The Office Exchange Program

We’re sending Dayton-based staff to mix it up with other offices. The benefits are surprisingly powerful.

Periodically, we like to share insights from the heart of Real Art. Straight from the source, these “wiretaps” feature experts in the Real Art tribe, offering an inside look at the personalities and passions flowing through our home and pervading our work. In this piece, five Real Arters discuss the benefits of a unique initiative: our inter-office exchange program. Launched only in January, the exchange sends randomly selected staff members from Real Art HQ to work and play for a few days in one of our satellite offices in Chicago or New York.


Get an insider’s perspective.

Susan Jauss, Interactive Designer, visited New York

“When they were shaking up the box of names and about to pull the first person for the exchange, I was 100% sure that it was my name coming out of there. I had such a great time working in a different location, getting to experience the workflow of another office, and getting to explore the city with an insider’s perspective. It was a different experience than just visiting New York as a tourist and grabbing a taxi to get everywhere and not really walking the city. We visited MoMA on our office culture day and that was a really meaningful experience. It was like having a personal tour guide and we could all talk about each piece like we were doing a little critique at work. It was cool going to a museum with fellow design people and having that perspective.”

See new things to be proud of.

Jenn Gobrail, Art Director, visited Chicago

“I had never been to the Chicago office before—which is crazy because I’ve been at Real Art for 9 years. Having three separate offices, there’s the hazard of us feeling like three separate companies. But doing something like this makes you realize that you’re all working together and there are things we can be proud of as a whole. Usually if I talk to someone about a project, it’s over IM or email. It isn’t personal communication. It isn’t something you bond over. So just being in Chicago and talking with everyone was a good experience. It helped build our relationship. Now, if I need help with something, I feel more comfortable asking them and I know that they’d be willing to help.”

Find unexpected inspiration.

Brian Retterer, Back-End Developer, visited New York

“My recommendation to anyone with this opportunity is to do more than just what’s required. Go out and experience things. Go explore. You never know what inspiration might come your way. The things we did on our culture day were experiences I wouldn’t have typically done on my own. You go to New York and maybe go to Times Square or stay in one part of the city. Unless you’re with someone who knows what else is out there, you might not get to see it. I would recommend this sort of thing even to companies without multiple offices. There’s just so much potential in getting outside of your daily world, seeing a different city and how other people do things.”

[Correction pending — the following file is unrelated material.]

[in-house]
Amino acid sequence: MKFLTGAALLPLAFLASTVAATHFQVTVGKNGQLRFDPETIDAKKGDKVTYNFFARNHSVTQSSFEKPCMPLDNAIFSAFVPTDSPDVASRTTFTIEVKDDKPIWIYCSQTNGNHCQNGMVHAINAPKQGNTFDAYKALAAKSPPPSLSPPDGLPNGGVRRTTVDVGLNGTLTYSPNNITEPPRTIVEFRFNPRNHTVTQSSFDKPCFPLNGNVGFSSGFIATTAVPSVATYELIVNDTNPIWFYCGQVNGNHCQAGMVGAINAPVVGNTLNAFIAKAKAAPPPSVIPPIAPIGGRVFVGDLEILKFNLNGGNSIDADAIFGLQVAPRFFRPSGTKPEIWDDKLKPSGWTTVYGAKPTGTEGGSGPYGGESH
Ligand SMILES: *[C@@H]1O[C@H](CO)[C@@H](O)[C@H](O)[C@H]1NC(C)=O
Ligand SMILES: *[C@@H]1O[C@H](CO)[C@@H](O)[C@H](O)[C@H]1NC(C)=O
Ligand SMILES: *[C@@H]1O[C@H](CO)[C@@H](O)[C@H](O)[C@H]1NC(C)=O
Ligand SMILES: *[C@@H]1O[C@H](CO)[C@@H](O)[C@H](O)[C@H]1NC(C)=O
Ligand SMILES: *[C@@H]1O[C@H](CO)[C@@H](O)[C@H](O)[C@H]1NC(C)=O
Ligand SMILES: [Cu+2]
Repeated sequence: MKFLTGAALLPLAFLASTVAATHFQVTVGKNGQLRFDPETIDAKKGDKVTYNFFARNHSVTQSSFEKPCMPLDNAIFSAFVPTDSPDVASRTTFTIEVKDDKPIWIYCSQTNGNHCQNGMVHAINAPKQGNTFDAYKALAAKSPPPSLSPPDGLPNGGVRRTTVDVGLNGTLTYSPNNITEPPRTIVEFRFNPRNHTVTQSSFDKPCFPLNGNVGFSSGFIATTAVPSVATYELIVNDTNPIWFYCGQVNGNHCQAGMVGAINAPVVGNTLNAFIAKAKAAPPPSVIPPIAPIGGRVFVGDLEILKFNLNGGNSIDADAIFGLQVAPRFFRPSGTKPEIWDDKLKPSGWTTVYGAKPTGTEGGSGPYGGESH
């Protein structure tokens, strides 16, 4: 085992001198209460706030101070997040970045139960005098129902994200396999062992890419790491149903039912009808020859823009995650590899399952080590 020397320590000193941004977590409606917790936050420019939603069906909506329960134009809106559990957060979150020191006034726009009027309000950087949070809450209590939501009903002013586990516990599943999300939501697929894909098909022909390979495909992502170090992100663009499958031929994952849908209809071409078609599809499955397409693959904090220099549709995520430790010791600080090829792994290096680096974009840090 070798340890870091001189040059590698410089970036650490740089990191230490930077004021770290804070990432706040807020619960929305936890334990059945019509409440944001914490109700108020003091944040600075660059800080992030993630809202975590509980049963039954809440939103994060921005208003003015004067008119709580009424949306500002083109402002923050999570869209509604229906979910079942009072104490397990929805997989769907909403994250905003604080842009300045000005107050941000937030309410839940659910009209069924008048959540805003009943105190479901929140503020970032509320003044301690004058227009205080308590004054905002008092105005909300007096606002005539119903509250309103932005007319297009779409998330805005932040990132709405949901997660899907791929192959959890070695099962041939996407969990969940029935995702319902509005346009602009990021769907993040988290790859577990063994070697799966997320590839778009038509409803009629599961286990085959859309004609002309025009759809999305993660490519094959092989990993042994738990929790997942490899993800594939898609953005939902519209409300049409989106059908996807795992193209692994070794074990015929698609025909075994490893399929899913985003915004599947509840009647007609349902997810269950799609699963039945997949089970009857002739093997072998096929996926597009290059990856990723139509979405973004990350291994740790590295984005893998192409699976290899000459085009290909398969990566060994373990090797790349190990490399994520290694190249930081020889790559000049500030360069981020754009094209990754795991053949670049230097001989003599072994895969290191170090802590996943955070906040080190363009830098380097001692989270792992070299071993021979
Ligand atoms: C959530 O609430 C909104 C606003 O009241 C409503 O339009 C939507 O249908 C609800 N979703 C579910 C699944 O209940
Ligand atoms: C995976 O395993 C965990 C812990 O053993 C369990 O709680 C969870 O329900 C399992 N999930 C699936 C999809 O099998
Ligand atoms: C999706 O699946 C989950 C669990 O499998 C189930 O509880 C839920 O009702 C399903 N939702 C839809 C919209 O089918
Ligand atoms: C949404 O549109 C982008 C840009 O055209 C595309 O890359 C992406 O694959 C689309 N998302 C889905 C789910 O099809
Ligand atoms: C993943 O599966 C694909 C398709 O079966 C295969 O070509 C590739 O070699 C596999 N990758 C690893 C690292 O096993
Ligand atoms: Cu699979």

A location change can fuel creativity.

Cheri Stammen, Senior Designer, visited New York

It’s much more inspiring to be working in a different space. When something in your life gets shaken up, you have to find a new way to work. And in a creative industry like ours, it’s a good thing to get shaken up a little. It’s all too easy to get comfortable and default to the same design strategies and ideas. So a location change can fuel creativity. It can fire you up to try something new and work in a different way. And doing something like this really makes you appreciate how much of a tribe Real Art is. In Dayton, we all hang out together after work and on the weekends. You don’t usually get to do that with the folks in Chicago and New York. So the program makes those work relationships into friendships, which makes working with each other all the better.”

Nothing can take the place of having a beer together.

Chris Wire, CEO and Fearless Leader

“Getting together in an informal way, just having a couple of drinks, might be the most important part of this program. You start talking about things—good and bad parts of work, projects, things that inspire you—and the next thing you know, together you’ve birthed an awesome new idea. Something spectacular. And that shared experience also brought you closer together so that if something later goes wrong, everyone assumes good intentions. When you get a drink with someone, you get a lasting sense that they’ve got your back. Both parties feel that the other person is protecting them. Our exchange program helps to strengthen these connections.”

Got you hooked? Here’s more:


The Magic of Brainpower, Deductive Abilities, and Curiosity
Chris Wire discusses creativity and curiosity at TEDxDayton


Andrew Althouse on Inspiration
Why you should paint both sides


The Engine of Creativity
More sound bites and insights from Real Art’s Fearless Leader

icon-instagram icon-twitter icon-linkedin icon-news icon-vimeo icon-realmart